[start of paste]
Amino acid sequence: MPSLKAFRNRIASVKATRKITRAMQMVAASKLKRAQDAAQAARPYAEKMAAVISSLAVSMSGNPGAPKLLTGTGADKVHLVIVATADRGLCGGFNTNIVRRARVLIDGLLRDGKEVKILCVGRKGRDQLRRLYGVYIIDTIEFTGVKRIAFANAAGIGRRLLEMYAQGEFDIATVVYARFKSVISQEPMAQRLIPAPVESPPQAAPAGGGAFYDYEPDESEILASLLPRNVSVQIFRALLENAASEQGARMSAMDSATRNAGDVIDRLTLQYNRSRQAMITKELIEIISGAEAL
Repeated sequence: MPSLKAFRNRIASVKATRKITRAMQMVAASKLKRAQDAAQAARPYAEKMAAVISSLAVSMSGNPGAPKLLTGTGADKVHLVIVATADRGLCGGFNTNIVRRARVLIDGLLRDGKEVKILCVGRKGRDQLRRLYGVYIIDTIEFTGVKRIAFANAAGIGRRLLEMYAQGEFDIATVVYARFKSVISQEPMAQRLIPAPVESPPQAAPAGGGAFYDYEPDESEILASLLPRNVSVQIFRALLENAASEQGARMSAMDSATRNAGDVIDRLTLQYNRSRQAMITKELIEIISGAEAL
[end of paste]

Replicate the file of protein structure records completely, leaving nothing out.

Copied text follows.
Amino acid sequence: MPSLKAFRNRIASVKATRKITRAMQMVAASKLKRAQDAAQAARPYAEKMAAVISSLAVSMSGNPGAPKLLTGTGADKVHLVIVATADRGLCGGFNTNIVRRARVLIDGLLRDGKEVKILCVGRKGRDQLRRLYGVYIIDTIEFTGVKRIAFANAAGIGRRLLEMYAQGEFDIATVVYARFKSVISQEPMAQRLIPAPVESPPQAAPAGGGAFYDYEPDESEILASLLPRNVSVQIFRALLENAASEQGARMSAMDSATRNAGDVIDRLTLQYNRSRQAMITKELIEIISGAEAL
Repeated sequence: MPSLKAFRNRIASVKATRKITRAMQMVAASKLKRAQDAAQAARPYAEKMAAVISSLAVSMSGNPGAPKLLTGTGADKVHLVIVATADRGLCGGFNTNIVRRARVLIDGLLRDGKEVKILCVGRKGRDQLRRLYGVYIIDTIEFTGVKRIAFANAAGIGRRLLEMYAQGEFDIATVVYARFKSVISQEPMAQRLIPAPVESPPQAAPAGGGAFYDYEPDESEILASLLPRNVSVQIFRALLENAASEQGARMSAMDSATRNAGDVIDRLTLQYNRSRQAMITKELIEIISGAEAL